Earthquake Forecasting System Makes Significant Advances in the U.S. and West One Minute Ahead

The U.S. earthquake warning system cell phone early warning made significant progress. The U.S. Earthquake Early Warning System 4 morning to Washington State cell phone users test earthquake early warning alerts successfully, meaning the entire U.S. West can receive cell phone alerts seconds or even a minute before an earthquake occurs, scrambling to escape in advance.

The U.S. Earthquake Warning Center in Pasadena, which launched the earthquake early warning system alerts for cell phone users in the Los Angeles area in 2018, is expanding to other areas in California in 2019. In March, cell phone users in Oregon began gaining access to the earthquake early warning system alerts. the successful test in Washington State on the 4th means that from now on, all cell phone users anywhere from the Canadian border to the Mexican border will have access to earthquake early warnings, meaning that cell phone holders will be able to get alerts seconds or even a minute in advance when earthquakes occur in these areas.

Robert de Groot, a U.S. Geological Survey earthquake scientist and communications coordinator for the ShakeAlert warning system, explained that the earthquake early warning system works because the current U.S. communications system is faster than the speed of the shock waves moving through the ground. Residents are alerted in advance, even if only by a few seconds, and the level of life safety and property damage is greatly reduced. For example, people can use the short time to leave the danger area and protect themselves, hospitals have enough time to warn doctors to cancel scalpels from patients, high-rise elevators can also take emergency measures to suspend operation, and trains can slow down in time to reduce the risk of avoidance.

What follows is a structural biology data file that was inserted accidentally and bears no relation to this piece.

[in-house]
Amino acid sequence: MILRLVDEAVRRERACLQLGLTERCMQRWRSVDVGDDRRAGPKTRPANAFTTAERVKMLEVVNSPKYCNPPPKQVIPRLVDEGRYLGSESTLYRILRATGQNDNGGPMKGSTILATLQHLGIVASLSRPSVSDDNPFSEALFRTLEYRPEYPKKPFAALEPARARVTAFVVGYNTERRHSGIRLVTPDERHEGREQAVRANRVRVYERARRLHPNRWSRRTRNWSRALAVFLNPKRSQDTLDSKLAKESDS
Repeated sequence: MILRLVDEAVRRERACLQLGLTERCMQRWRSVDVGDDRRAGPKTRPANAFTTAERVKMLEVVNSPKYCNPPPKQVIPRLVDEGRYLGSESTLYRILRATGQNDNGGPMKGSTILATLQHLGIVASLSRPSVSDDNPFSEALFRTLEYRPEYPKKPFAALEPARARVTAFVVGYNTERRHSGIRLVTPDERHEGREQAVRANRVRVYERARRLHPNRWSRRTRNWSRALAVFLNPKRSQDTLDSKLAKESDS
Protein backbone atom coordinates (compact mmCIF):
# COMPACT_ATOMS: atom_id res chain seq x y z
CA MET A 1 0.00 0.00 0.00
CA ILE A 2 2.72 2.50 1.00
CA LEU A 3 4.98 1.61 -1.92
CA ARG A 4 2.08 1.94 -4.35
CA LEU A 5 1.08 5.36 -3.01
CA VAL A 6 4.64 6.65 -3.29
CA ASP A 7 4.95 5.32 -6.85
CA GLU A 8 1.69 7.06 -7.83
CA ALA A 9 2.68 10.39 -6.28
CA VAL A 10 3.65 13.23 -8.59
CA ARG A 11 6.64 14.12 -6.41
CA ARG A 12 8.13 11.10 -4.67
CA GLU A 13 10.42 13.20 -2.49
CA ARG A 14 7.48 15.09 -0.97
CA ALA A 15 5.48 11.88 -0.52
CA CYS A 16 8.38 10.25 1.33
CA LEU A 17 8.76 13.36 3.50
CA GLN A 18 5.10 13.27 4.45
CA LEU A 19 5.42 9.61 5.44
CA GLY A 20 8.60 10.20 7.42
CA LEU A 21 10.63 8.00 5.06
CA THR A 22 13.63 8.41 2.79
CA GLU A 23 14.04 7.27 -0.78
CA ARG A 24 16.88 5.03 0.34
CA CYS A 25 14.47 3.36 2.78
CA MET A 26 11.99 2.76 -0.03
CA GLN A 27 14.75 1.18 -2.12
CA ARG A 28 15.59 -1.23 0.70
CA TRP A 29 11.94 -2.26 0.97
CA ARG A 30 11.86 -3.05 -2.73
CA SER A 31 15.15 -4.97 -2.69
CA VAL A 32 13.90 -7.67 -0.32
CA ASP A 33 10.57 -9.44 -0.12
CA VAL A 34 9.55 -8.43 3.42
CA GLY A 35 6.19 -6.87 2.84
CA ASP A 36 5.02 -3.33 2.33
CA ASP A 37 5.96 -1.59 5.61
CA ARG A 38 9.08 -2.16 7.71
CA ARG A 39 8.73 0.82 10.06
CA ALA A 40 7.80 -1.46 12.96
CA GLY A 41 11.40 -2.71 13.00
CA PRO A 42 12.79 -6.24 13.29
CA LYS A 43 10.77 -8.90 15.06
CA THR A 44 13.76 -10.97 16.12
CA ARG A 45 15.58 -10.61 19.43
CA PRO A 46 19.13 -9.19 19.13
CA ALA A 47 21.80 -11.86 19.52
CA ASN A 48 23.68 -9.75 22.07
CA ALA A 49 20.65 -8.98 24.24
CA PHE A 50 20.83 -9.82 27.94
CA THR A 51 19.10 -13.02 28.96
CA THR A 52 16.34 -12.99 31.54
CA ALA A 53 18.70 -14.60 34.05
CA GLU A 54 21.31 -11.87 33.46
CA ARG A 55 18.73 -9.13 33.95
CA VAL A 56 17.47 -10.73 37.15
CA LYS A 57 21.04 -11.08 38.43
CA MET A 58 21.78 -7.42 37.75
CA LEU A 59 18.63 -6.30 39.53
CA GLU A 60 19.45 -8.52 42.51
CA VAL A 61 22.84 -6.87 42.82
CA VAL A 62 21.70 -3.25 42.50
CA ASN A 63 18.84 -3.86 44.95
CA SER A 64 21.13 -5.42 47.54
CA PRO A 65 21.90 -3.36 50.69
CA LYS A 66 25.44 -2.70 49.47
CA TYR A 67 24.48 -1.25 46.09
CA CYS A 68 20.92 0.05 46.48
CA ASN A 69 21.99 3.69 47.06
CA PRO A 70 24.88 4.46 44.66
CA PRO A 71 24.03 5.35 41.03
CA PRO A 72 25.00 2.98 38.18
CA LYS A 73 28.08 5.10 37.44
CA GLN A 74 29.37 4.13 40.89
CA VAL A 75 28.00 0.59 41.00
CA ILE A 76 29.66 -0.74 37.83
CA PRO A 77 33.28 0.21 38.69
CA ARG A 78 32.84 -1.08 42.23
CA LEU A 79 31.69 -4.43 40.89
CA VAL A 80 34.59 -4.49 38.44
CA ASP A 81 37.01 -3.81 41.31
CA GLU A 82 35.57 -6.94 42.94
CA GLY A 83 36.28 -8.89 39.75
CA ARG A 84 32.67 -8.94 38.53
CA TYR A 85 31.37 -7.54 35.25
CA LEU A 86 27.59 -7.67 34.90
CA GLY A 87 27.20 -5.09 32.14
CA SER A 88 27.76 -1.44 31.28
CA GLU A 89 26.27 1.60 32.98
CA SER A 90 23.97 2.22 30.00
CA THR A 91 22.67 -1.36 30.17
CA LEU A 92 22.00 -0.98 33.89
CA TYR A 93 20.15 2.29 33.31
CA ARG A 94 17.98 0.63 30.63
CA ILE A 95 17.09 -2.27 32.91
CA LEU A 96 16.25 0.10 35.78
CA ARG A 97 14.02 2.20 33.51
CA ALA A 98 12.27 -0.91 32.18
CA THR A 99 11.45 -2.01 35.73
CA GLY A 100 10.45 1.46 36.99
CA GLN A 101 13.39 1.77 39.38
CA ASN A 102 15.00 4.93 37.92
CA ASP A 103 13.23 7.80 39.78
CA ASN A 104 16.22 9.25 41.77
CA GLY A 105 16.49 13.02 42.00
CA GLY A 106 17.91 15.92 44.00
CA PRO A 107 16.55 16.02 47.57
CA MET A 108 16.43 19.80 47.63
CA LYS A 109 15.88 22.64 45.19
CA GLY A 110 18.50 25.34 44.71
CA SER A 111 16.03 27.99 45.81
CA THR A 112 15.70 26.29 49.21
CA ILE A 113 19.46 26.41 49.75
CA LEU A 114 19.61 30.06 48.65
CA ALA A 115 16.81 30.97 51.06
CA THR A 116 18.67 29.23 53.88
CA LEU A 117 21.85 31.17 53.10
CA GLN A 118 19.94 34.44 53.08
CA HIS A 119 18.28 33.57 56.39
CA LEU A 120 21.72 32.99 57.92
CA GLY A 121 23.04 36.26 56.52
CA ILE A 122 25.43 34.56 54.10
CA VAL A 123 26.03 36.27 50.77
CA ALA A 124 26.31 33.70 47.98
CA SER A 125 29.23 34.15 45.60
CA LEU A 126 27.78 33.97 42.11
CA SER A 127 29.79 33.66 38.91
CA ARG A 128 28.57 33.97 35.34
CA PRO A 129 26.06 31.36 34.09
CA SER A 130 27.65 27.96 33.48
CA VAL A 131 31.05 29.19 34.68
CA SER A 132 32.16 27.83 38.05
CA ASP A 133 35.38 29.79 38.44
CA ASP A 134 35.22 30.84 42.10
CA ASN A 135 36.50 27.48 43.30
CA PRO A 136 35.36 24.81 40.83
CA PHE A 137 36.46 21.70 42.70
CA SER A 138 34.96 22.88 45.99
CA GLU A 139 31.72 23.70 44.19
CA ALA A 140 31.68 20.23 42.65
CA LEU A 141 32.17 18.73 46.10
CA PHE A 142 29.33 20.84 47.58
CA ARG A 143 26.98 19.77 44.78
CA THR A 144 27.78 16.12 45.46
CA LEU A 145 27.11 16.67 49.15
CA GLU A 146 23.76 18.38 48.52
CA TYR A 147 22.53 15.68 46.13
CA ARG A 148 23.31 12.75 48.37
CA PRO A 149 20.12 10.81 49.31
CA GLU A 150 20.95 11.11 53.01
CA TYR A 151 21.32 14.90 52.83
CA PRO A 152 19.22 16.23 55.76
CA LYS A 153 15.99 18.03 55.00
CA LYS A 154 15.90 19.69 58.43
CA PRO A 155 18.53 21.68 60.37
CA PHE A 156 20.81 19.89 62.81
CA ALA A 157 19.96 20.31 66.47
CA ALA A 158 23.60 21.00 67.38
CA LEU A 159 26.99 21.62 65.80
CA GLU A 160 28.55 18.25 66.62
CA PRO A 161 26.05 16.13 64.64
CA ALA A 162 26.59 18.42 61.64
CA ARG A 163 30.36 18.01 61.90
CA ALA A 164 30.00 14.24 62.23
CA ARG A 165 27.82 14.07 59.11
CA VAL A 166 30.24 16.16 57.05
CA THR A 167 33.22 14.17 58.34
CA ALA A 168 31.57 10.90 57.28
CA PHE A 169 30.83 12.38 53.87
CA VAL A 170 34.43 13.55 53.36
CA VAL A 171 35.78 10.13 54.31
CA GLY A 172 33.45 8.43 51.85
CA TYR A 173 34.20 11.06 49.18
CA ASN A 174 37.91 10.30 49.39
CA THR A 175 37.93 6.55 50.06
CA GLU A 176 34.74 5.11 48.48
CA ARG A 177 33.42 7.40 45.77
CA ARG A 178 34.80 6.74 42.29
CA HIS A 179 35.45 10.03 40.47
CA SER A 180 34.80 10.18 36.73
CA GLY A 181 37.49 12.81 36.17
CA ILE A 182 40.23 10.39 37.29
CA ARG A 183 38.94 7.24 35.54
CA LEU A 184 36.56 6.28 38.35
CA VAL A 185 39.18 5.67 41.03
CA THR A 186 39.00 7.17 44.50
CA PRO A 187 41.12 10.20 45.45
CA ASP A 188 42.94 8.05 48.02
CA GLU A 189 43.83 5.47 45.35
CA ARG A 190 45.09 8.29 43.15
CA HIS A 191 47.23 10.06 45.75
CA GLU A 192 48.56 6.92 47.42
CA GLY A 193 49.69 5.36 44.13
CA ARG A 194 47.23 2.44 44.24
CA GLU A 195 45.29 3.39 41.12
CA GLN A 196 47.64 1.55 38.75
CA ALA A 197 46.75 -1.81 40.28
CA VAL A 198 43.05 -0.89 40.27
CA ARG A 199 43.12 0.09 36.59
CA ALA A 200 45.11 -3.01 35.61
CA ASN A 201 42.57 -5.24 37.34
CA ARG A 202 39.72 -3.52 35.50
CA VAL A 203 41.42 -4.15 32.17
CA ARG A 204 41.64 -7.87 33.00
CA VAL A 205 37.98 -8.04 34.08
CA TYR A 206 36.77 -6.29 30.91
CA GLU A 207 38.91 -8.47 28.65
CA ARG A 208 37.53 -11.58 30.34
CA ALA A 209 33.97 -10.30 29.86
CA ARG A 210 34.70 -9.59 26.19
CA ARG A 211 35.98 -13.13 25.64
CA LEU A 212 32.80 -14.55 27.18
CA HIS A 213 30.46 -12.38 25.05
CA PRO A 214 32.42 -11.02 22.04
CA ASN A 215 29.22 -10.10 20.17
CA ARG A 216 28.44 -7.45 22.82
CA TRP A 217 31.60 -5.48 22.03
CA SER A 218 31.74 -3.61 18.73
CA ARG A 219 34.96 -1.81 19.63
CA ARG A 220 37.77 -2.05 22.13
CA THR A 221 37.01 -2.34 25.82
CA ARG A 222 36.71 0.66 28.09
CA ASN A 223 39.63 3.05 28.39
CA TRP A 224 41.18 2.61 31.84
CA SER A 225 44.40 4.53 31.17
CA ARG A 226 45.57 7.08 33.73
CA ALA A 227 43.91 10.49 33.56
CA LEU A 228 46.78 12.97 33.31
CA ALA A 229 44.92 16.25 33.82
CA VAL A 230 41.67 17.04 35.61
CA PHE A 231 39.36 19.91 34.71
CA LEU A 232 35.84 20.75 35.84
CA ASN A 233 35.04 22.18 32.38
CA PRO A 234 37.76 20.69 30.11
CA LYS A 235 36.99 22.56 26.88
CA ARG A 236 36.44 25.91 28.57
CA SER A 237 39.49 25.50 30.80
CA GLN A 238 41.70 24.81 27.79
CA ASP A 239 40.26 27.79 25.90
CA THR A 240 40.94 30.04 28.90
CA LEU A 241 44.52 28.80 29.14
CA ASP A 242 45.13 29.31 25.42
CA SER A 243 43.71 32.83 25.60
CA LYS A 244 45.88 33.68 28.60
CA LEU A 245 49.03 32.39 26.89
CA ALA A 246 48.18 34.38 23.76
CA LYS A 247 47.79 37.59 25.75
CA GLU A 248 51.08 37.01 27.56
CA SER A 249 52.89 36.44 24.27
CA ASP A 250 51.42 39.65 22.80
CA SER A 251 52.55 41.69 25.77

Earthquake scientists say that based on current levels of earthquake forecasting, residents of the Pacific Northwest would be warned 80 seconds in advance if a magnitude 9 earthquake were to occur in the Cascadia Subduction Zone, a massive fault zone hundreds of miles off the West Coast that extends into the Pacific Ocean. The Cascadia Subduction Zone ruptured during the Jan. 26, 1700, earthquake, sending a catastrophic tsunami not only to the Pacific Northwest, but also to thousands of miles of Japan.